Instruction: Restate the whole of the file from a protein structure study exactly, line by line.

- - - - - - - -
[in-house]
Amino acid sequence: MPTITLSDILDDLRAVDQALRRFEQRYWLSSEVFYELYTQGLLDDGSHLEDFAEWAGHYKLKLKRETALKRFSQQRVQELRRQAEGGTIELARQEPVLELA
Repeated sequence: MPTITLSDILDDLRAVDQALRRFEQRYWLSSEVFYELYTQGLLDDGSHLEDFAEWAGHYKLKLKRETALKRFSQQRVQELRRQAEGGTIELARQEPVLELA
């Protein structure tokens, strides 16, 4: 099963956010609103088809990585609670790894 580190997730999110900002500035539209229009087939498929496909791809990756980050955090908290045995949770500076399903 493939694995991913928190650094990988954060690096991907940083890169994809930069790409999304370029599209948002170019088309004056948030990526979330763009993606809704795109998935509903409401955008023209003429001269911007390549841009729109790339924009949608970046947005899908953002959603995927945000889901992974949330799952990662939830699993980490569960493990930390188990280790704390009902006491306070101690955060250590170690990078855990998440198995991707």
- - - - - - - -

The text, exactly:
[in-house]
Amino acid sequence: MPTITLSDILDDLRAVDQALRRFEQRYWLSSEVFYELYTQGLLDDGSHLEDFAEWAGHYKLKLKRETALKRFSQQRVQELRRQAEGGTIELARQEPVLELA
Repeated sequence: MPTITLSDILDDLRAVDQALRRFEQRYWLSSEVFYELYTQGLLDDGSHLEDFAEWAGHYKLKLKRETALKRFSQQRVQELRRQAEGGTIELARQEPVLELA
């Protein structure tokens, strides 16, 4: 099963956010609103088809990585609670790894 580190997730999110900002500035539209229009087939498929496909791809990756980050955090908290045995949770500076399903 493939694995991913928190650094990988954060690096991907940083890169994809930069790409999304370029599209948002170019088309004056948030990526979330763009993606809704795109998935509903409401955008023209003429001269911007390549841009729109790339924009949608970046947005899908953002959603995927945000889901992974949330799952990662939830699993980490569960493990930390188990280790704390009902006491306070101690955060250590170690990078855990998440198995991707």